The Euro has remained in demand against the Pound today, despite an alarming data release from Greece.
Covering GDP growth in Q4, the finalised figures have both dropped to below -1%, putting hopes of 2017 being a turnaround for Greece into serious question.
Responding to the news was Capital Economics Chief European Economist Jennifer McKeown;
‘This will add to the IMF’s scepticism about Greece’s ability to reach its fiscal targets and increases the risk that the bailout will collapse’.
[First Published 10:12 March 6th, 2017]
The Euro managed to gain on the Pound despite the fact that Eurozone news has actually been fairly negative so far today, with the retail PMI for February creeping into the contraction range with a move from 50.1 points to 49.9.
Reacting to the news was IHS Markit Economist Alex Gill;
‘A divergence in retail sector performance across the Euro area persisted in February…that said, retail companies across the Eurozone took on additional staff members, partly indicative of firms’ optimism with regard to their near-term outlook for sales growth’.
Pound losses have come in the lull before Wednesday’s Spring Budget, which is considered crucial due to the looming activation of Article 50.
A lack of UK domestic data has only compounded the issue, with fears about possible budget cuts and an extension of austerity eating into the Pound’s value.
The next major Eurozone news will come on Tuesday – third estimates for the Q4 GDP growth rate.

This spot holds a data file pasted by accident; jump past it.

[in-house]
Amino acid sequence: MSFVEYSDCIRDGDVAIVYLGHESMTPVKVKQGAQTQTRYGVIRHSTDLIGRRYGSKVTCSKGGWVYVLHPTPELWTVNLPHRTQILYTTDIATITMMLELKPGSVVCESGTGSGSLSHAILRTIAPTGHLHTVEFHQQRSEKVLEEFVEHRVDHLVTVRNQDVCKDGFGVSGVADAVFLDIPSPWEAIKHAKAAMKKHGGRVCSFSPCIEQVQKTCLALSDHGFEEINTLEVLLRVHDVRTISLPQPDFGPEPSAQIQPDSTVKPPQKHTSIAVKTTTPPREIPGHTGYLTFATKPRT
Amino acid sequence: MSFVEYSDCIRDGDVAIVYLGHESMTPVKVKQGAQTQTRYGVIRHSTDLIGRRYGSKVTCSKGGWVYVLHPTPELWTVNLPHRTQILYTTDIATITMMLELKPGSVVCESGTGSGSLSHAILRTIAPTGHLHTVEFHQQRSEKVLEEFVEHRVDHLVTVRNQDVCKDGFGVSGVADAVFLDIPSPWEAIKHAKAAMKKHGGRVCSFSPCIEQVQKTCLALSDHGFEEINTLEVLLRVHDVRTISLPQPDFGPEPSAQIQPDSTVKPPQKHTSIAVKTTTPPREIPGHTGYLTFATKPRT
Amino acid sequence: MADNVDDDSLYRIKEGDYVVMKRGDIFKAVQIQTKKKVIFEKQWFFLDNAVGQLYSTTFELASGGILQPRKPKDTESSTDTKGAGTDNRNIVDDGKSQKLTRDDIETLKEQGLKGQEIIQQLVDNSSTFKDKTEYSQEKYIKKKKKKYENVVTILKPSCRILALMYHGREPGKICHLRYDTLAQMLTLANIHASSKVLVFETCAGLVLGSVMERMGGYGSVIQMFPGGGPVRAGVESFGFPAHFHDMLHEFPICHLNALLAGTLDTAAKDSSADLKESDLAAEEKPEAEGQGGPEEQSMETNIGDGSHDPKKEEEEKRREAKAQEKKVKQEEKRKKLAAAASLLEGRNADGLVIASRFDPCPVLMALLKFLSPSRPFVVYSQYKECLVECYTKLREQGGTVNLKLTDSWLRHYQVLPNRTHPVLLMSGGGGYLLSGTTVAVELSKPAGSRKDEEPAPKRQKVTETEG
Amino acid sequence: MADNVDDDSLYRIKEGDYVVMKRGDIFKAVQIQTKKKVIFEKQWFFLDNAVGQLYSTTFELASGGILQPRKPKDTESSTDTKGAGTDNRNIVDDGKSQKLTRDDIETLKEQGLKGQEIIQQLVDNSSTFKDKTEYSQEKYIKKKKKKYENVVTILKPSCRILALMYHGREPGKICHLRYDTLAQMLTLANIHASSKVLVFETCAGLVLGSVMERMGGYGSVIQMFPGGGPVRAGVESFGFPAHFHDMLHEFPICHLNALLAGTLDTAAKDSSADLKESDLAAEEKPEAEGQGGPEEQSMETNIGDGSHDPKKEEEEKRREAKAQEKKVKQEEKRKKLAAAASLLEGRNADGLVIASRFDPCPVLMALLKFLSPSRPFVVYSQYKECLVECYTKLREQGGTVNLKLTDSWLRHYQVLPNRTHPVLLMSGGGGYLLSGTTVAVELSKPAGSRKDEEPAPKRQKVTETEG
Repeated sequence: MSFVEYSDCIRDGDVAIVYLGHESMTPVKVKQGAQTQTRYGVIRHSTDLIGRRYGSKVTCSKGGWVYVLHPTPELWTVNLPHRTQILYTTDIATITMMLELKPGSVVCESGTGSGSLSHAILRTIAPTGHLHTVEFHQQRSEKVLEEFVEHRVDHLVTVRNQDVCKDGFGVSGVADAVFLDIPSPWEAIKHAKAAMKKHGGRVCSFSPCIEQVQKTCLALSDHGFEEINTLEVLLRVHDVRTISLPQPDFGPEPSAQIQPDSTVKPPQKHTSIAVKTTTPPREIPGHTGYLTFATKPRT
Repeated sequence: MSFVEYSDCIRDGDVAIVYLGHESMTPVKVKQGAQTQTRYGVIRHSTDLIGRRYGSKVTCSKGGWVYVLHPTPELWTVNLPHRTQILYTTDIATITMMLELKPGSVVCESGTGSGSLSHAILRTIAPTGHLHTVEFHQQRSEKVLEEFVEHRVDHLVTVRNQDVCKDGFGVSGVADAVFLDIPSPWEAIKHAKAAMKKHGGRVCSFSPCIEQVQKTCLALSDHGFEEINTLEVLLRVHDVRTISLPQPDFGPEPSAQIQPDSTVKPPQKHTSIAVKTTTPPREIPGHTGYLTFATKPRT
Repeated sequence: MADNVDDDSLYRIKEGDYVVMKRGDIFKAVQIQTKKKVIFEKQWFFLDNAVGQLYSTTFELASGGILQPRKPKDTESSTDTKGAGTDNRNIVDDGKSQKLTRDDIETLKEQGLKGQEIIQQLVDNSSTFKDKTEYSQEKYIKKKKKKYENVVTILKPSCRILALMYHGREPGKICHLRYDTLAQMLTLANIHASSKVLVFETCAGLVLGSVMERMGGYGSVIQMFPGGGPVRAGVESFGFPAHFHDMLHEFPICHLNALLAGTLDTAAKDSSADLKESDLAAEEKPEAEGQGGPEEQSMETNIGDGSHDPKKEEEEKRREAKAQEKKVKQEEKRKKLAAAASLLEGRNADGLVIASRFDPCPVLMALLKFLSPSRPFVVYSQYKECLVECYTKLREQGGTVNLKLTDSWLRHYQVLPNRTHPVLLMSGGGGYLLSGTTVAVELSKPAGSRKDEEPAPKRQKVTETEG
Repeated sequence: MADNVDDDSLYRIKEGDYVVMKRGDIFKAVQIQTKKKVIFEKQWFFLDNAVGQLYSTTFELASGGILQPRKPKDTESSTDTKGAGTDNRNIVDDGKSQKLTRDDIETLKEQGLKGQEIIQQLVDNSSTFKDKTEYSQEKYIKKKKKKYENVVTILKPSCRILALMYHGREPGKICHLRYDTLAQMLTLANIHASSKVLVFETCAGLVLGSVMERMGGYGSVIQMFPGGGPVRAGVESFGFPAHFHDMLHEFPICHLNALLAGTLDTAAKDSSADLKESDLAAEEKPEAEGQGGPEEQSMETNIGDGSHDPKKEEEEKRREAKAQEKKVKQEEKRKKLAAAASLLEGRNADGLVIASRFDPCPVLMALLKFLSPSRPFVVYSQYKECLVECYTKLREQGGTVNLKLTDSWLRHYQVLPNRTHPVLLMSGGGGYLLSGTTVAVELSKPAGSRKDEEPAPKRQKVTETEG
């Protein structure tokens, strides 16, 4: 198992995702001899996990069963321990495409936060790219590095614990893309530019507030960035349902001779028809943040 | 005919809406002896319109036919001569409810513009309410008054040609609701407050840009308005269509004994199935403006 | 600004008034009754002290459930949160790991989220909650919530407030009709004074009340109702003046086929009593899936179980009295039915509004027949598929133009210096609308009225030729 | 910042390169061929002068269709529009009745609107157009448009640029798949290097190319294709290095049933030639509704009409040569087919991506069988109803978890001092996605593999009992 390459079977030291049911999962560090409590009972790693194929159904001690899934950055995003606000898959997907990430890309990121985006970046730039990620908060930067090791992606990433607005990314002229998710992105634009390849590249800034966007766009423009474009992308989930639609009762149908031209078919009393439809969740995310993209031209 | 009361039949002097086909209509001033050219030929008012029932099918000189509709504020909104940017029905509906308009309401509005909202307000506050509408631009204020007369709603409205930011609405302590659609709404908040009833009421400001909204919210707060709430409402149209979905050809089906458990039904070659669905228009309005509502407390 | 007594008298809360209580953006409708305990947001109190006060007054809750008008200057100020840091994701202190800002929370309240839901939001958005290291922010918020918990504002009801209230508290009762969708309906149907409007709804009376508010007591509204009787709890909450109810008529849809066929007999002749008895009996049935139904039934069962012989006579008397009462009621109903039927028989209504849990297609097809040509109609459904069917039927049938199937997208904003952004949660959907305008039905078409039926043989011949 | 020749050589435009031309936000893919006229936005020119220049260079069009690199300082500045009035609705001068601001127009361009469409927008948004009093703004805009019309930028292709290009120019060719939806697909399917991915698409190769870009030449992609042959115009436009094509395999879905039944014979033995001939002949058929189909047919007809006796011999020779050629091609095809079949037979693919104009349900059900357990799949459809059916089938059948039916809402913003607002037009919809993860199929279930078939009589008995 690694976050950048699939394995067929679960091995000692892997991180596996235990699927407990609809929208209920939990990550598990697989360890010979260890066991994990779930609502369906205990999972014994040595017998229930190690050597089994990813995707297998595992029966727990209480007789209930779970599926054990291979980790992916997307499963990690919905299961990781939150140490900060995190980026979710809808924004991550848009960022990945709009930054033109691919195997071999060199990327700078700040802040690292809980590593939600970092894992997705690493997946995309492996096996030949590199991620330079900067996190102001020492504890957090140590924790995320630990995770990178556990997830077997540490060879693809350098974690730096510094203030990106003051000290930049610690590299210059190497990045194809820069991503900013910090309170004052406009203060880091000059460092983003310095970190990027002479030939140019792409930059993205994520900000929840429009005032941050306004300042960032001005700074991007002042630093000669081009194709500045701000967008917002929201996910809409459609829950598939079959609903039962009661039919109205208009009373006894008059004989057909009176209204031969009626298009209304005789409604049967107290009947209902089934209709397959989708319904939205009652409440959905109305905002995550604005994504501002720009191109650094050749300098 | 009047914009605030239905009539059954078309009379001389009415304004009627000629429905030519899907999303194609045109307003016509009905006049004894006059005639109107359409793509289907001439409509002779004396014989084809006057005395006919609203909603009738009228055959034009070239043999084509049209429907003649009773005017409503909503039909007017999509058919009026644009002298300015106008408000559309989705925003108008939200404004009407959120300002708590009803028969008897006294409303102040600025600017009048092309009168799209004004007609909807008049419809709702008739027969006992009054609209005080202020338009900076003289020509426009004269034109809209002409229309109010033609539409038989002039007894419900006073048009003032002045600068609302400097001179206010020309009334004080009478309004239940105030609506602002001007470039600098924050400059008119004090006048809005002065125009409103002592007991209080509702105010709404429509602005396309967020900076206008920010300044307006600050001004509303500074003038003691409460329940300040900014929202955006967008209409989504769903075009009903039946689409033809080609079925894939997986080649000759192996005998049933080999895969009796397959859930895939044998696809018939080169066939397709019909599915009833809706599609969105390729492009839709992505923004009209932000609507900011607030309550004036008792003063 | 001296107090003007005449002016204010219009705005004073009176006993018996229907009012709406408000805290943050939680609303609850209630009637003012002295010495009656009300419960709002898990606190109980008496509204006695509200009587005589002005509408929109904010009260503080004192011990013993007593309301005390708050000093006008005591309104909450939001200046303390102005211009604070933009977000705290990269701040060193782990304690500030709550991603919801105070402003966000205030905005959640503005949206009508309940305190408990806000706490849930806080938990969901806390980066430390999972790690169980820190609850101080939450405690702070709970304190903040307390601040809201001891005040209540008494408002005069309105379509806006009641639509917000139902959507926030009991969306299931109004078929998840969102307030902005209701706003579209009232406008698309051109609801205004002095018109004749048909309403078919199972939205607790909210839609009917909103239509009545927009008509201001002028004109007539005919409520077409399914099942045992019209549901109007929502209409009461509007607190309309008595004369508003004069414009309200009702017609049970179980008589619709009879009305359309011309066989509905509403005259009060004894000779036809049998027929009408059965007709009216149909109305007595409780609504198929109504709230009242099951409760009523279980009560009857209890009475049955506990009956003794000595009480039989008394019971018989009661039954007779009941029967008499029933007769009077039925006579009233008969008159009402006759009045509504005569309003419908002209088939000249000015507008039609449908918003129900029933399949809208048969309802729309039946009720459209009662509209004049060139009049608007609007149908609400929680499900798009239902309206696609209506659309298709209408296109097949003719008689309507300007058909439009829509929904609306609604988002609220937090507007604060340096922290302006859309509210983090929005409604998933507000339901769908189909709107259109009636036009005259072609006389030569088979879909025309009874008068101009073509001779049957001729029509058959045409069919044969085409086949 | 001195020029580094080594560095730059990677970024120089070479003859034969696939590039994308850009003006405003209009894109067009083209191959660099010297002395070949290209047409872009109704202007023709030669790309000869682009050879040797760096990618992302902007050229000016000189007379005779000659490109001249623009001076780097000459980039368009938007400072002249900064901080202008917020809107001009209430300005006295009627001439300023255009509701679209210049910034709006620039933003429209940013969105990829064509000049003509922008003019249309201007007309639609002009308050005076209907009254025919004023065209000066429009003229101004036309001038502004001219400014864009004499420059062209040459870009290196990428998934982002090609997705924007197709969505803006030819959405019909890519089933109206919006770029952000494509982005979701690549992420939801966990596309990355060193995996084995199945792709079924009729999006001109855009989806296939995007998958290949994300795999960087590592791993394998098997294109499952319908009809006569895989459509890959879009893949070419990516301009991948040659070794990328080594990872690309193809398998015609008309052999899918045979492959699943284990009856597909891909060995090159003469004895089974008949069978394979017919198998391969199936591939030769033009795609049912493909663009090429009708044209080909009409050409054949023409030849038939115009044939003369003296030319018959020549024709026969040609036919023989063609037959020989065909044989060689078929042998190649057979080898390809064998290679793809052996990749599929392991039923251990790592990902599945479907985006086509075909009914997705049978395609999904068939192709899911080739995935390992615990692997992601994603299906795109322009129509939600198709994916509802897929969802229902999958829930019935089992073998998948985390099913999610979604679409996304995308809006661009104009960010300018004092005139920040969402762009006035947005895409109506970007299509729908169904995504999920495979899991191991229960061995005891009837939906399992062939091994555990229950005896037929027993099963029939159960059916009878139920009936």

Predictions have been positive overall, with quarterly growth from 0.3% to 0.4% predicted along with an annual reprint at 1.7%.
Looking further ahead, Thursday will bring the March European Central Bank (ECB) interest rate decision, which is forecast to show no rate change from 0%. Despite this, the Euro could still be supported if ECB officials muse on raising the rate in the future given the recent spike in Eurozone inflation.
Even further ahead, next week will bring the Dutch general election, which may indicate how stable the Eurozone is during its present struggles.
With few direct UK ecostats due today, the next Pound movement is set to come from Wednesday’s Spring Budget, delivered by Chancellor Philip Hammond.
‘Fiscal discipline’ has been Hammond’s watchword since becoming Chancellor in 2016, so the coming budget is not expected to focus on a spending spree so much as targeted investment and cuts.
On the more supportive side, forecasts are for a potential fuel price freeze and £1.3bn fund for social care, but rising taxes for the self-employed and the possibility of no action on rising business rates might negate any positive effects caused by the budget’s brighter points.
Current EUR GBP Interbank Exchange Rates
At the time of writing, the Euro Pound (EUR GBP) exchange rate was trading at 0.86 and the Pound Euro (GBP EUR) exchange rate was trading at 1.15.